- With Mayo Clinic hematologist
Ruben A. Mesa, M.D.read biographyclose window
Ruben A. Mesa, M.D.Ruben A. Mesa, M.D.
Dr. Ruben Mesa is board certified in internal medicine, hematology and medical oncology and is director of the Acute and Chronic Leukemias Program in the Division of Hematology-Oncology at Mayo Clinic in Arizona. Dr. Mesa is also a professor of medicine.
The Chicago-area native's primary field of interest is hematology with special interests in both acute and chronic leukemias — specifically the chronic myeloproliferative disorders (MPDs).
"I believe patients' understanding of their disease is a critical first step in the healing process," he says. "I believe that the Internet, carefully used, is a phenomenal resource for patients to be able to access high-quality and valuable information to understand both their diseases and various treatments."
Dr. Mesa has been with Mayo Clinic throughout his training since 1991 and is a graduate of Mayo Medical School. He is a member of the American Society of Hematology, the American Society of Clinical Oncology and the American College of Physicians.
His scholarship has focused on advancing the understanding and therapy of the chronic myeloproliferative disorders. In these disorders, he has been active in evaluating novel therapeutics, implementing clinical trials, and working with quality of life studies. He also works with national patient groups.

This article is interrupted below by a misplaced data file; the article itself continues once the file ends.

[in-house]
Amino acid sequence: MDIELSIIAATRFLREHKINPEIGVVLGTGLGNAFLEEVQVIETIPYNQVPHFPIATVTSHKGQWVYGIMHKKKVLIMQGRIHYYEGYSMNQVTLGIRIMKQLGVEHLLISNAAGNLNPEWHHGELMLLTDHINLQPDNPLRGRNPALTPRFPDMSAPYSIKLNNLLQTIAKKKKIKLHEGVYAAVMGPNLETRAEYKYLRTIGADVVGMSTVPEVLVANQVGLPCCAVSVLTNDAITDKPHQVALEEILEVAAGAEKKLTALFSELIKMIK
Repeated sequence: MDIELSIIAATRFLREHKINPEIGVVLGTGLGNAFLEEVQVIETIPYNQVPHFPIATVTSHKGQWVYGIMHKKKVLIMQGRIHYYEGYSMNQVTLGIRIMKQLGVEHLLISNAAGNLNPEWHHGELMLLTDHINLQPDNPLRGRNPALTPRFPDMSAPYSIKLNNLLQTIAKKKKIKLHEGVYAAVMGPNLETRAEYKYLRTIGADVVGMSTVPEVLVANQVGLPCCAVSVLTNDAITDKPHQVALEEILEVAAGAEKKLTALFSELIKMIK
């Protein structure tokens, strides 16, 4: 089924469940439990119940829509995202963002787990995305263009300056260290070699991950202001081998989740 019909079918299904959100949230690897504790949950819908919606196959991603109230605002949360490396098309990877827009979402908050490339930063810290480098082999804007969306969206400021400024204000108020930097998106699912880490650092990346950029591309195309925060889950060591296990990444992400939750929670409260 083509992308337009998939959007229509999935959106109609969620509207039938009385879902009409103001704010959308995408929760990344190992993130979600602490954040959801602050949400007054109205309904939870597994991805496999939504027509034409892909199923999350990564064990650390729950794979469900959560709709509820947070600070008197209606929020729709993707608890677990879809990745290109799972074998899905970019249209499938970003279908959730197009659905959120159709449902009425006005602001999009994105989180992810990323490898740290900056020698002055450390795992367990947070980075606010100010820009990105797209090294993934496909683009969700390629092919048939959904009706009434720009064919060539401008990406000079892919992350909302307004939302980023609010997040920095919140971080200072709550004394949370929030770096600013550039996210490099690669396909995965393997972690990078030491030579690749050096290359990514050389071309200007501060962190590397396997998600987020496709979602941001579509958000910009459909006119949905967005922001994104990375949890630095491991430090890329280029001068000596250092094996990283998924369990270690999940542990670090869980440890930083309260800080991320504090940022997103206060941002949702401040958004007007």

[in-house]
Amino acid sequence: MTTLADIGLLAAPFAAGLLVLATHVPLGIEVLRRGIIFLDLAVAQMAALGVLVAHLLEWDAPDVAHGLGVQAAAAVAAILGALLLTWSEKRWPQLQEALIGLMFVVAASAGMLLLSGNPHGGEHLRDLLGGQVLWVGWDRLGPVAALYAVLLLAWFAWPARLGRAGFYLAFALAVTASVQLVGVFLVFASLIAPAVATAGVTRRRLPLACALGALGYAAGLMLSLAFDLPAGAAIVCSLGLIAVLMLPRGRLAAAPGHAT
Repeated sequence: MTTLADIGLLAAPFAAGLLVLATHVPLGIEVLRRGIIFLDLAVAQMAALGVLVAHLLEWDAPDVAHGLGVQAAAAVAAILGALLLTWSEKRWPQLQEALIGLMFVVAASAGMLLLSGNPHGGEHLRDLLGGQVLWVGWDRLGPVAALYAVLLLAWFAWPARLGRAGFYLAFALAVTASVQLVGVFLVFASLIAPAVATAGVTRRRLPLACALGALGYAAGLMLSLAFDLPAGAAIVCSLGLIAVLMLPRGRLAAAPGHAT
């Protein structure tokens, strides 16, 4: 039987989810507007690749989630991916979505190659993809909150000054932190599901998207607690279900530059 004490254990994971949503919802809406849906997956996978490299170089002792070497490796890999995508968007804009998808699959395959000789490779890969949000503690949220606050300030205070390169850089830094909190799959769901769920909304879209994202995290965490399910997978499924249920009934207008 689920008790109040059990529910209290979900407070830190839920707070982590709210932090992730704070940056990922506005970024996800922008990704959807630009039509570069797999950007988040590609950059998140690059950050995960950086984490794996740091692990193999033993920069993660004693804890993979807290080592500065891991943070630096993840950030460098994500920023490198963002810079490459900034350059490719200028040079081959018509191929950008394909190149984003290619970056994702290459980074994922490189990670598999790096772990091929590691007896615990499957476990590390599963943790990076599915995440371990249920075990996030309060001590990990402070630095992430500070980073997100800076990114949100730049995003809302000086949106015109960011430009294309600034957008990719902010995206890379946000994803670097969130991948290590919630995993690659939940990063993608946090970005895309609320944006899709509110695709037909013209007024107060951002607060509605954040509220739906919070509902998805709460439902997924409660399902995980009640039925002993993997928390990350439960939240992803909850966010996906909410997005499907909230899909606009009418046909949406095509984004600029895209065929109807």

He has been principal investigator or co-principal investigator in 20 clinical trials for patients with myeloproliferative neoplasms or other myeloid disorders. He is committed to improving the therapy and quality of life in MPD patients. He has lectured both nationally and internationally on these disorders.
Dr. Mesa founded the biennial Mayo Clinic Living With a Blood Disease Symposium for patients with hematologic diseases. He sits on the editorial board of the journal Blood, and several other journals.
Macrocytosis: What causes it?
What causes enlarged red blood cells (macrocytosis)?
from Ruben A. Mesa, M.D.
Macrocytosis is a term used to describe red blood cells that are larger than normal. It typically causes no signs or symptoms and is usually detected incidentally on routine blood tests.
Macrocytosis isn't a specific disease, but it may indicate an underlying problem that requires medical evaluation. Common causes of macrocytosis include:
- Vitamin B-12 deficiency
- Folate deficiency
- Liver disease
- A side effect of certain medications, such as those used to treat cancer, seizures and autoimmune disorders
- Increased red blood cell production by the bone marrow (regeneration) to correct anemia, for example, after blood loss
If you have macrocytosis, blood tests can help determine its cause. In some cases, it may be necessary to remove a sample of your bone marrow — the spongy tissue inside your bones — for testing (bone marrow biopsy and aspiration).
Treatment of macrocytosis, if needed, is directed at the underlying cause. In the case of vitamin B-12 or folate deficiency, for instance, treatment may include diet modification and dietary supplements or injections. If macrocytosis is caused by severe anemia, a blood transfusion might be necessary.
- Kaferle J, et al. Evaluation of macrocytosis. American Family Physician. 2009;79:203.
- Schrier SL, et al. Macrocytosis. http://www.uptodate.com/home/index.html. Accessed Feb. 1, 2012.